Toward friends, attachment rages like a river;

Toward enemies, hatred blazes like fire.

Therefore it is the practice of Bodhisattvas to give up that home,

Where the darkness of stupidity, of forgetting what to accept and reject, prevails.

  • the 37 Practices of a Bodhisattva. Verse 2.*

Attachment and hatred. These are things that can cause us a lot of harm. We hold on tightly to the things we want and we try hard to push away the things we don’t want. Sometimes in Buddhism we talk about a concept called the three poisons. These are usually called attachment, aversion, and ignorance. But they have a few different names. It seems like that’s what we’re talking about here with attachment, hatred, and stupidity.

These are said to be the three feelings that cause us the most suffering. But in this case, we’re talking about people so I’ll limit our discussion to that. We are attached to people we like and we are averse toward people we don’t like. Sure, that makes sense.

I can understand easily why hatred is bad. It consumes us. It steals our joy. It makes us do awful things we wouldn’t normally want to do.

But what about attachment? This is a tough thing to think about.

In Way of the Bodhisattva, Shantideva says:

Beings who are themselves impermanent

Are greatly attached to that which is also passing.

This is our reminder that we can’t hold onto anything, even people. Eventually all things pass away. That’s not to say that we shouldn’t take delight in our loved ones as well. But we need to think clearly. If you’ve ever been betrayed by someone you loved, if you’ve ever ignored red flags in a potential partner you’re interested in…that’s attachment clouding your judgment. We want unclouded judgment.

So what’s all this about giving up home?

There are some different ways to think about this. I like to think it means we should broaden our horizons. We don’t have to do anything just because it’s what we’ve always done. Maybe our home can be the baggage we’re carrying.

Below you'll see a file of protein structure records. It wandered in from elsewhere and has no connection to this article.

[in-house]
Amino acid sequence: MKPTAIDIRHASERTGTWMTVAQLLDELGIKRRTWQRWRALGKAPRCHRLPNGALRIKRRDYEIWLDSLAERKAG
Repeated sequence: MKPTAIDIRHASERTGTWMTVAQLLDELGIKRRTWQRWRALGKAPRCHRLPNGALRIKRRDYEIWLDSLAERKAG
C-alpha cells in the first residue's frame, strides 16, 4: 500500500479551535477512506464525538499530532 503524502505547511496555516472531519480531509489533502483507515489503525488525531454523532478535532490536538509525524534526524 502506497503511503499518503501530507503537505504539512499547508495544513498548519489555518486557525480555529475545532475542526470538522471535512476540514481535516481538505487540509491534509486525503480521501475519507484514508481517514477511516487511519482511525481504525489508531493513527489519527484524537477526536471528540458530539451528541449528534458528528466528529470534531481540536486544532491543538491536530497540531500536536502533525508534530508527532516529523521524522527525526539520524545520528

You are not your history. You are not what has happened to you. You aren’t your family or your tribe either. You aren’t even your opinions and beliefs. You are so much more. You are the sky and all this others stuff is just the weather. We can put down the things that don’t serve us.

The well known scholar and teacher Atisha said: “Keep far away from places harmful to your mind; Stay at a place where your virtue increases!”

We sometimes feel trapped by our circumstances and we rarely really are. I’m not saying someone has to get away from their family and friends, of course. But if you feel you’re being harmed you don’t have to stick around.

And we can love and care about and help all people, not just the ones who look and think like us. It seems that may be getting lost in the modern world. We can have compassion for anyone.

Some say this verse means we should leave our families behind and go be monks in the forest. That’s what the Buddha did. He left soon after his son, his only child, was born and just went to live in the forest. He didn’t return for several years. That’s the part of his story that never sat right with me. I always wondered “Was the Buddha like a deadbeat dad?”

One of my teachers said it doesn’t make a lot of sense to apply modern cultural thoughts about marriage and family to an ancient story. The truth is we’re missing a lot of the context because the situation 2,500 years ago on the other side of the world is so different from the situation here and now. That’s definitely true.

Someone that wants to leave their family and career behind to go run away and be a monk could take that meaning here, but I don’t.

To me leaving your home means leaving your past and your background. But not really leaving it because nothing ever really leaves. It means holding on loosely rather than obsessing about it all the time. We can learn from our past, but we don’t have to live there.

— — — — — — — — — — — — — — — — — — — — — — — –

*all quotations are from “Illuminating the Thirty-Seven Practices of a Bodhisattva by Chokyi Dragpa

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